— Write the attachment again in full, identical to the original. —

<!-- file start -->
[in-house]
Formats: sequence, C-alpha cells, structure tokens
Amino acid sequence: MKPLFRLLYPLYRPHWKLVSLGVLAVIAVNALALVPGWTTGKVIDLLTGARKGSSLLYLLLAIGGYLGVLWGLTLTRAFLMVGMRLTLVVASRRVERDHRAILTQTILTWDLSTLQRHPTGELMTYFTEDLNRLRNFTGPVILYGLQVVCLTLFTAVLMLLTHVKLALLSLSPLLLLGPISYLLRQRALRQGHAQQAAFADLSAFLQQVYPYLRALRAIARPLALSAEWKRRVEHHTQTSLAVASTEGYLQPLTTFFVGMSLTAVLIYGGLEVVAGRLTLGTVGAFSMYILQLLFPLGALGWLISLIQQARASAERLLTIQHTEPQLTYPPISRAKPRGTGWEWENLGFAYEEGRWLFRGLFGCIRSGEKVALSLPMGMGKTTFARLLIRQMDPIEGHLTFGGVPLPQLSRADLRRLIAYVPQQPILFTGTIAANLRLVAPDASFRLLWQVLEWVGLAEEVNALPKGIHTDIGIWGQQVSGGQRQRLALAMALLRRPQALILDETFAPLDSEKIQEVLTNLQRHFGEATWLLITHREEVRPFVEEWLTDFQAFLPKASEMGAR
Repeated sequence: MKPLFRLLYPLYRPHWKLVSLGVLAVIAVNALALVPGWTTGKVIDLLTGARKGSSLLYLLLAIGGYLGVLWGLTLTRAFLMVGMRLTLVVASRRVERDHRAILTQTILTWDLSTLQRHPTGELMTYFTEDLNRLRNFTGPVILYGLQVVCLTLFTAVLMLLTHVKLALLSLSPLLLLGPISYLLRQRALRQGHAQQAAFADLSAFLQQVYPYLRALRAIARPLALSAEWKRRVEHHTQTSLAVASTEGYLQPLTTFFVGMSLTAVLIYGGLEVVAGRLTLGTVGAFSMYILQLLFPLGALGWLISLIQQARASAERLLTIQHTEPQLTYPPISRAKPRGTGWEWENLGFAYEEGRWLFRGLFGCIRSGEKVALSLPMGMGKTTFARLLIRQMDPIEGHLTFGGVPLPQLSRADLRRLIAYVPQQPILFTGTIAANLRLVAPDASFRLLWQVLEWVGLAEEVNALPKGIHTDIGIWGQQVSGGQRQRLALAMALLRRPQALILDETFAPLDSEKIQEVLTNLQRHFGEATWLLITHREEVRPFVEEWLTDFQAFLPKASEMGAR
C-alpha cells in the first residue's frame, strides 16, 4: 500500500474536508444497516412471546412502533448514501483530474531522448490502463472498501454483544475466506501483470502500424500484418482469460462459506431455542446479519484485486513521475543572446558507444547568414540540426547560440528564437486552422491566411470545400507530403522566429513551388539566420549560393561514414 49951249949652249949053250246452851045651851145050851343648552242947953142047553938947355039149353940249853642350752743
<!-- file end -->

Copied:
[in-house]
Formats: sequence, C-alpha cells, structure tokens
Amino acid sequence: MKPLFRLLYPLYRPHWKLVSLGVLAVIAVNALALVPGWTTGKVIDLLTGARKGSSLLYLLLAIGGYLGVLWGLTLTRAFLMVGMRLTLVVASRRVERDHRAILTQTILTWDLSTLQRHPTGELMTYFTEDLNRLRNFTGPVILYGLQVVCLTLFTAVLMLLTHVKLALLSLSPLLLLGPISYLLRQRALRQGHAQQAAFADLSAFLQQVYPYLRALRAIARPLALSAEWKRRVEHHTQTSLAVASTEGYLQPLTTFFVGMSLTAVLIYGGLEVVAGRLTLGTVGAFSMYILQLLFPLGALGWLISLIQQARASAERLLTIQHTEPQLTYPPISRAKPRGTGWEWENLGFAYEEGRWLFRGLFGCIRSGEKVALSLPMGMGKTTFARLLIRQMDPIEGHLTFGGVPLPQLSRADLRRLIAYVPQQPILFTGTIAANLRLVAPDASFRLLWQVLEWVGLAEEVNALPKGIHTDIGIWGQQVSGGQRQRLALAMALLRRPQALILDETFAPLDSEKIQEVLTNLQRHFGEATWLLITHREEVRPFVEEWLTDFQAFLPKASEMGAR
Repeated sequence: MKPLFRLLYPLYRPHWKLVSLGVLAVIAVNALALVPGWTTGKVIDLLTGARKGSSLLYLLLAIGGYLGVLWGLTLTRAFLMVGMRLTLVVASRRVERDHRAILTQTILTWDLSTLQRHPTGELMTYFTEDLNRLRNFTGPVILYGLQVVCLTLFTAVLMLLTHVKLALLSLSPLLLLGPISYLLRQRALRQGHAQQAAFADLSAFLQQVYPYLRALRAIARPLALSAEWKRRVEHHTQTSLAVASTEGYLQPLTTFFVGMSLTAVLIYGGLEVVAGRLTLGTVGAFSMYILQLLFPLGALGWLISLIQQARASAERLLTIQHTEPQLTYPPISRAKPRGTGWEWENLGFAYEEGRWLFRGLFGCIRSGEKVALSLPMGMGKTTFARLLIRQMDPIEGHLTFGGVPLPQLSRADLRRLIAYVPQQPILFTGTIAANLRLVAPDASFRLLWQVLEWVGLAEEVNALPKGIHTDIGIWGQQVSGGQRQRLALAMALLRRPQALILDETFAPLDSEKIQEVLTNLQRHFGEATWLLITHREEVRPFVEEWLTDFQAFLPKASEMGAR
C-alpha cells in the first residue's frame, strides 16, 4: 500500500474536508444497516412471546412502533448514501483530474531522448490502463472498501454483544475466506501483470502500424500484418482469460462459506431455542446479519484485486513521475543572446558507444547568414540540426547560440528564437486552422491566411470545400507530403522566429513551388539566420549560393561514414 49951249949652249949053250246452851045651851145050851343648552242947953142047553938947355039149353940249853642350752743